Meanwhile, Prof Janet Montgomery from the archaeology department at Durham University will do chemical analysis of different skeletal remains to identify different concentrations of alcohol at different locations.
The Food Cult researchers are also interested in finding out if the daily diet varied depending on whether people lived in coastal or inland parts of Ireland. “There was an influx of people into Ireland during the Elizabethan colonisation, so we want to find out about the impact of Irish diet on English practices as well,” says Flavin.
Historical records point out that Irish people didn’t eat much meat – they ate salty bacon, peas, beans, butter and cheese [this period pre-dates the widespread use of potatoes in Ireland] but was that based on bias or observation?” shes asks.
How children were fed in this period is another area of potential discovery.
“Infant nutrition has never been looked at for this period. There is evidence that infant feeding bottles came to Ireland in the late 16th century, and settlers might not have wanted to give their babies to Irish wet nurses [women who breastfed the babies of other women] as humoral theory [an early medical theory which defined the body according to four humours, hot, dry, wet and cold] suggested a suckled baby might take on part of the nature of the woman who fed her,” says Flavin.
During this period, she adds, elite groups wanted to distinguish themselves from the peasants, and food was one of the ways to do so. “Historical records point to these elite groups eating ‘white foods’ which included all kinds of domesticated fowl and wild birds,” she says.
“The 16th century was a period of war and destruction. There was scorched earth warfare in which [opposing sides] burned crops and killed each other’s animals. Siege warfare in towns meant that populations were often starved before they died,” Flavin adds.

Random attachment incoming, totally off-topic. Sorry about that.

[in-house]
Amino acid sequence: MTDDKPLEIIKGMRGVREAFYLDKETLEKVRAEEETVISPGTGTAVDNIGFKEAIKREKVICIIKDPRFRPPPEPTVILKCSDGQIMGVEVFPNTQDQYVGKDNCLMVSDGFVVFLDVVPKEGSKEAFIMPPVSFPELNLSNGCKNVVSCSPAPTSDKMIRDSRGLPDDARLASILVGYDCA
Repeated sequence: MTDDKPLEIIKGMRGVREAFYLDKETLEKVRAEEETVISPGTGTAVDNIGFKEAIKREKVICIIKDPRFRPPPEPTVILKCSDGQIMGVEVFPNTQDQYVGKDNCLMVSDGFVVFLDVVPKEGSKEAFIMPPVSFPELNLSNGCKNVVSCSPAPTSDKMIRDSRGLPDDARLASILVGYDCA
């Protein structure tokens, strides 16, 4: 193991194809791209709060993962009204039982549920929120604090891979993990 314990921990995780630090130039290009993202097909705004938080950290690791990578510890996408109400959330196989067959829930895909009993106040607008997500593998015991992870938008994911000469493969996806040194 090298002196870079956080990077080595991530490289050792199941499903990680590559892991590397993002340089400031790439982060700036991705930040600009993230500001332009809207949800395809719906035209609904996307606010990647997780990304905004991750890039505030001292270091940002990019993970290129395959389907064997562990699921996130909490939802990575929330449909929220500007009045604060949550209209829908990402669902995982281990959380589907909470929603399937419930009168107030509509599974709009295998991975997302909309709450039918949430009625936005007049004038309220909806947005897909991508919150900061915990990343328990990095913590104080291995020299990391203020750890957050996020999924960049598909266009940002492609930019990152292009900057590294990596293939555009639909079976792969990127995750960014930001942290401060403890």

Seeds and shells
New scientific techniques can now identify and date seeds from fruits, the shells from nuts and different cereal grains. And researchers at McClatchie’s archeobotany laboratory at UCD will collate research on these foods from previous excavations.
Environmental archaeologist Dr Ellen O’Carroll will create the Food Cult project’s dietary map of everything that links different communities to what they ate during the period. “We will be able to extract information on hops, barley, cooking pots, knives, clay pipes and plot this information all over Ireland,” she says.
This data, which will be drawn from thousands of archaeological digs carried out in Ireland over the past 20 years, will then be statistically analysed by Prof Andrew Parnell from the department of mathematics and statistics and Maynooth University. He will search for new patterns in diet and eating habits which – the researchers hope – will bring new knowledge about food history.
The database, and results, will be available to future researchers once the project is complete.
“Researchers will be able to look at what people were eating in Thurles in the 17th century, what pots they used and what foods they cooked, look at comparisons with neighbouring counties, and understand the extent of new forms of consumption across Ireland,” says McClatchie.